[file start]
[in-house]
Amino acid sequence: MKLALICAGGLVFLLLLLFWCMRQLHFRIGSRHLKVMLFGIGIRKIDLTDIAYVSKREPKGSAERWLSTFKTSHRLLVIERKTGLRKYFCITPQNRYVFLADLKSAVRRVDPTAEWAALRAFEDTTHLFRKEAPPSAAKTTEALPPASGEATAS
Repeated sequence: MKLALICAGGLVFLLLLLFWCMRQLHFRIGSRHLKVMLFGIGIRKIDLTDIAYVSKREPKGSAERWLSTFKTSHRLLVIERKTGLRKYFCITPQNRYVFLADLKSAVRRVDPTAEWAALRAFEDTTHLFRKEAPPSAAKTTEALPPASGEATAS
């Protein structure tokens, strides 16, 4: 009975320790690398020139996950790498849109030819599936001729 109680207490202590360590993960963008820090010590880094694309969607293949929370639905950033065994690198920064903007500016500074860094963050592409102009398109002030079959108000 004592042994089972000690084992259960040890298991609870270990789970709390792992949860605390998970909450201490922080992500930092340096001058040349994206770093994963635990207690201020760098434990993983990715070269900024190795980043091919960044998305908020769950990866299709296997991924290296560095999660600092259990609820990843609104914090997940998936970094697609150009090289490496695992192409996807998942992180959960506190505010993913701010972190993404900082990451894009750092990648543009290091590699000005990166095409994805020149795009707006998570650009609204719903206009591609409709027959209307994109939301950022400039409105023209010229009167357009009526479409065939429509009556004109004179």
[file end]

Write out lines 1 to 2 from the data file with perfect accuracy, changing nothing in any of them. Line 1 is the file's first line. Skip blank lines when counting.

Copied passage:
[in-house]
Amino acid sequence: MKLALICAGGLVFLLLLLFWCMRQLHFRIGSRHLKVMLFGIGIRKIDLTDIAYVSKREPKGSAERWLSTFKTSHRLLVIERKTGLRKYFCITPQNRYVFLADLKSAVRRVDPTAEWAALRAFEDTTHLFRKEAPPSAAKTTEALPPASGEATAS